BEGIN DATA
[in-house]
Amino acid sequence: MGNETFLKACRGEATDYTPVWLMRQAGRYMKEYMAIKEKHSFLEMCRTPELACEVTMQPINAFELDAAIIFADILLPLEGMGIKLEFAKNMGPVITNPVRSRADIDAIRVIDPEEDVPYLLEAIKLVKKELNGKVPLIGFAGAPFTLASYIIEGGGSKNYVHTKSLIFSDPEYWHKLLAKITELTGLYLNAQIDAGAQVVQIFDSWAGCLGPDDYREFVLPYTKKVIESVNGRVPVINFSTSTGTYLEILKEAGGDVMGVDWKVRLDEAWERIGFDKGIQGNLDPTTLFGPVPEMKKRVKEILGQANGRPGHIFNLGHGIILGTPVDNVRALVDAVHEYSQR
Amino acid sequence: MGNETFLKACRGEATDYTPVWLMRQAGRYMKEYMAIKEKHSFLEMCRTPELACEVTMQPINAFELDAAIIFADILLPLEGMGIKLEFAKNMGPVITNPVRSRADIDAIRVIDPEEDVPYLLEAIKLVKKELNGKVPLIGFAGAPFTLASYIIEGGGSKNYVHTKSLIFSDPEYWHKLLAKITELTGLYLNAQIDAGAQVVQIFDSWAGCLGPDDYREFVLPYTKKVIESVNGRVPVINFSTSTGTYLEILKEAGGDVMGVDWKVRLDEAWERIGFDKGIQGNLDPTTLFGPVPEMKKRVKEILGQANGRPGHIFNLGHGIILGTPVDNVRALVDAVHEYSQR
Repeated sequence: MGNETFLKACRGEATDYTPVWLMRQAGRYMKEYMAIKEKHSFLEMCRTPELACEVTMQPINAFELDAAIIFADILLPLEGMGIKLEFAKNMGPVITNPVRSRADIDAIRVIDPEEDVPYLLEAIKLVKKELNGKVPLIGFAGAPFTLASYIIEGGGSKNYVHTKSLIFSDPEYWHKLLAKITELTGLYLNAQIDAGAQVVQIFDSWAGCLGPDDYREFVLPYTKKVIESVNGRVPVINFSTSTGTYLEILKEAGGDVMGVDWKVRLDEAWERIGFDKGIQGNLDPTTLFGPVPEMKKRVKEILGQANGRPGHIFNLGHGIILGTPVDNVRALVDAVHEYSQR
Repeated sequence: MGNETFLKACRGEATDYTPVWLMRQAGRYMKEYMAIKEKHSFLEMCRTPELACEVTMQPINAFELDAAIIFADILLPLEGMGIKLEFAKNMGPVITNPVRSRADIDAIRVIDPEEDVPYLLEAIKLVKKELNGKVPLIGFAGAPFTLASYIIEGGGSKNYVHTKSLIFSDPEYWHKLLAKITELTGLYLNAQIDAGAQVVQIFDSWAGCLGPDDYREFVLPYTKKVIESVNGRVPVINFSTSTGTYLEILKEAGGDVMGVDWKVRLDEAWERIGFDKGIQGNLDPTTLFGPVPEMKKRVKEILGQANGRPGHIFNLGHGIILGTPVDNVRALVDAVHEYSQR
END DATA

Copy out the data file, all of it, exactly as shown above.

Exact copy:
[in-house]
Amino acid sequence: MGNETFLKACRGEATDYTPVWLMRQAGRYMKEYMAIKEKHSFLEMCRTPELACEVTMQPINAFELDAAIIFADILLPLEGMGIKLEFAKNMGPVITNPVRSRADIDAIRVIDPEEDVPYLLEAIKLVKKELNGKVPLIGFAGAPFTLASYIIEGGGSKNYVHTKSLIFSDPEYWHKLLAKITELTGLYLNAQIDAGAQVVQIFDSWAGCLGPDDYREFVLPYTKKVIESVNGRVPVINFSTSTGTYLEILKEAGGDVMGVDWKVRLDEAWERIGFDKGIQGNLDPTTLFGPVPEMKKRVKEILGQANGRPGHIFNLGHGIILGTPVDNVRALVDAVHEYSQR
Amino acid sequence: MGNETFLKACRGEATDYTPVWLMRQAGRYMKEYMAIKEKHSFLEMCRTPELACEVTMQPINAFELDAAIIFADILLPLEGMGIKLEFAKNMGPVITNPVRSRADIDAIRVIDPEEDVPYLLEAIKLVKKELNGKVPLIGFAGAPFTLASYIIEGGGSKNYVHTKSLIFSDPEYWHKLLAKITELTGLYLNAQIDAGAQVVQIFDSWAGCLGPDDYREFVLPYTKKVIESVNGRVPVINFSTSTGTYLEILKEAGGDVMGVDWKVRLDEAWERIGFDKGIQGNLDPTTLFGPVPEMKKRVKEILGQANGRPGHIFNLGHGIILGTPVDNVRALVDAVHEYSQR
Repeated sequence: MGNETFLKACRGEATDYTPVWLMRQAGRYMKEYMAIKEKHSFLEMCRTPELACEVTMQPINAFELDAAIIFADILLPLEGMGIKLEFAKNMGPVITNPVRSRADIDAIRVIDPEEDVPYLLEAIKLVKKELNGKVPLIGFAGAPFTLASYIIEGGGSKNYVHTKSLIFSDPEYWHKLLAKITELTGLYLNAQIDAGAQVVQIFDSWAGCLGPDDYREFVLPYTKKVIESVNGRVPVINFSTSTGTYLEILKEAGGDVMGVDWKVRLDEAWERIGFDKGIQGNLDPTTLFGPVPEMKKRVKEILGQANGRPGHIFNLGHGIILGTPVDNVRALVDAVHEYSQR
Repeated sequence: MGNETFLKACRGEATDYTPVWLMRQAGRYMKEYMAIKEKHSFLEMCRTPELACEVTMQPINAFELDAAIIFADILLPLEGMGIKLEFAKNMGPVITNPVRSRADIDAIRVIDPEEDVPYLLEAIKLVKKELNGKVPLIGFAGAPFTLASYIIEGGGSKNYVHTKSLIFSDPEYWHKLLAKITELTGLYLNAQIDAGAQVVQIFDSWAGCLGPDDYREFVLPYTKKVIESVNGRVPVINFSTSTGTYLEILKEAGGDVMGVDWKVRLDEAWERIGFDKGIQGNLDPTTLFGPVPEMKKRVKEILGQANGRPGHIFNLGHGIILGTPVDNVRALVDAVHEYSQR